In the spring of 1999, in the beautiful hills of the KwaZulu-Natal midlands, a young white farmer was shot dead on the dirt road running from his father's farmhouse to his irrigation fields. The murder was the work of assassins rather than robbers; a single shot behind the ear, nothing but his gun stolen, no forensic evidence like cartridges or fingerprints left at the scene. Journalist Jonny Steinberg travelled to the midlands to investigate. Local black workers said the young white man had it coming. The dead man's father said the machinery of a political conspiracy had been set into motion, that he and his neighbours were being pushed off their land. Initially thinking that he was to write about an event in the recent past, Steinberg found that much of the story lay in the future. He had stumbled upon a festering frontier battle, the combatants groping hungrily for the whispers and lies that drift in from the other side. Right from the beginning, it was clear that the young white man would not be the only one to die on that frontier.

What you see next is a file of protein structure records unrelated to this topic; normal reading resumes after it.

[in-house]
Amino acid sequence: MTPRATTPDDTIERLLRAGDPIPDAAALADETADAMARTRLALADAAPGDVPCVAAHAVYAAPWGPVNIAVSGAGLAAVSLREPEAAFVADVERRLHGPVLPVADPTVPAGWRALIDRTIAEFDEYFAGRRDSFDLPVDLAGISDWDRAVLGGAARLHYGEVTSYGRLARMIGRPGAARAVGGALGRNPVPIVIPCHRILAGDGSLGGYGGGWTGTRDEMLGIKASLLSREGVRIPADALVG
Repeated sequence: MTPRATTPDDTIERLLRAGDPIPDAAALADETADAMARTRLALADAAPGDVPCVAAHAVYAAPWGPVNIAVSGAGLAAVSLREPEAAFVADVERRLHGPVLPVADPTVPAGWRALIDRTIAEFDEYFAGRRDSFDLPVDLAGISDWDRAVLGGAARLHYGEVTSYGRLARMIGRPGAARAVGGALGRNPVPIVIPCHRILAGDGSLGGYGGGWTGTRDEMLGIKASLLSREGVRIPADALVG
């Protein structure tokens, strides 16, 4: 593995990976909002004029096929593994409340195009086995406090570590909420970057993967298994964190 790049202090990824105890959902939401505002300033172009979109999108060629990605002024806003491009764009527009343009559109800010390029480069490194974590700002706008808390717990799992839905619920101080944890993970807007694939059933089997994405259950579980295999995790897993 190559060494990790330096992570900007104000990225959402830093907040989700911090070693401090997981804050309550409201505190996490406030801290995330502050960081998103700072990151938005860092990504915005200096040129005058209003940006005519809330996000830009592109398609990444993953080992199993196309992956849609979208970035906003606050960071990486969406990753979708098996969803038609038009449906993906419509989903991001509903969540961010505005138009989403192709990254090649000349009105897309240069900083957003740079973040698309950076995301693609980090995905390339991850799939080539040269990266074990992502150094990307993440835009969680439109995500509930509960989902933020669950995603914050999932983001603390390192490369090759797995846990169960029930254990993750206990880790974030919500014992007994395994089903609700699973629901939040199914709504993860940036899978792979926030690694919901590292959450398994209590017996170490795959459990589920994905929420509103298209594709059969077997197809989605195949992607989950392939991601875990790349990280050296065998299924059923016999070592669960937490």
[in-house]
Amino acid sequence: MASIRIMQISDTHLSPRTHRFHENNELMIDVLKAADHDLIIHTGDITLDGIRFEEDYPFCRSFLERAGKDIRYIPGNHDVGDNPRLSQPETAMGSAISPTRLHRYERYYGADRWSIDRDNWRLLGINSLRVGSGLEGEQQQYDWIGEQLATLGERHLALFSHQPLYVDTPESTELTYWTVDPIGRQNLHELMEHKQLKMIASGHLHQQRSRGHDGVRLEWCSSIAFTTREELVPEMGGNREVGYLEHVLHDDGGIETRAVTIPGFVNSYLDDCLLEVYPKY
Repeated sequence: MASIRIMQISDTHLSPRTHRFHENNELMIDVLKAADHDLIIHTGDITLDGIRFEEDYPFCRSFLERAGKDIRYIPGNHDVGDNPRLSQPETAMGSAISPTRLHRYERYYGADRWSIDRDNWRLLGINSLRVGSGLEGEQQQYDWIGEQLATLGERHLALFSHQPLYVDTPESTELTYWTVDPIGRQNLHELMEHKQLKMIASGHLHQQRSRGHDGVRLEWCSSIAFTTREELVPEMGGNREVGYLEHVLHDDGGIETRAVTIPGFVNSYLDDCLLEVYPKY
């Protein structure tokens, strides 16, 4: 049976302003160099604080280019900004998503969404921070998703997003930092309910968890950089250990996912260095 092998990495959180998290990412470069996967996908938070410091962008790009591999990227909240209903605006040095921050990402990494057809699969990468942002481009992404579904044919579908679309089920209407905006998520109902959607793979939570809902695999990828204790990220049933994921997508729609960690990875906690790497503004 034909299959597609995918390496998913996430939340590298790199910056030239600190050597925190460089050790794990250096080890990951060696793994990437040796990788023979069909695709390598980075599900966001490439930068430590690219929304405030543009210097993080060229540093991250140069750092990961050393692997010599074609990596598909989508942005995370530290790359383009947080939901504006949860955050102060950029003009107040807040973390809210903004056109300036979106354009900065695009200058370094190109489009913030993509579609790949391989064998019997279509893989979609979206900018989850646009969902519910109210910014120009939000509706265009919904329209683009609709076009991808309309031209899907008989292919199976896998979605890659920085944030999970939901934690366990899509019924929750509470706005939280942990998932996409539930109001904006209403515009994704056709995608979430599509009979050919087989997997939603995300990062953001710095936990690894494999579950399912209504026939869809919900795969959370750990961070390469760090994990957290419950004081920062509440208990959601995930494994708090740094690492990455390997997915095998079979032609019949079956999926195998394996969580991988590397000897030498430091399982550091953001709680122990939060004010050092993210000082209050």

Sifting though the betrayals and the poisoned memories of a century-long relationship between black and white, Steinberg takes us to a part of post-apartheid South Africa we fear to contemplate.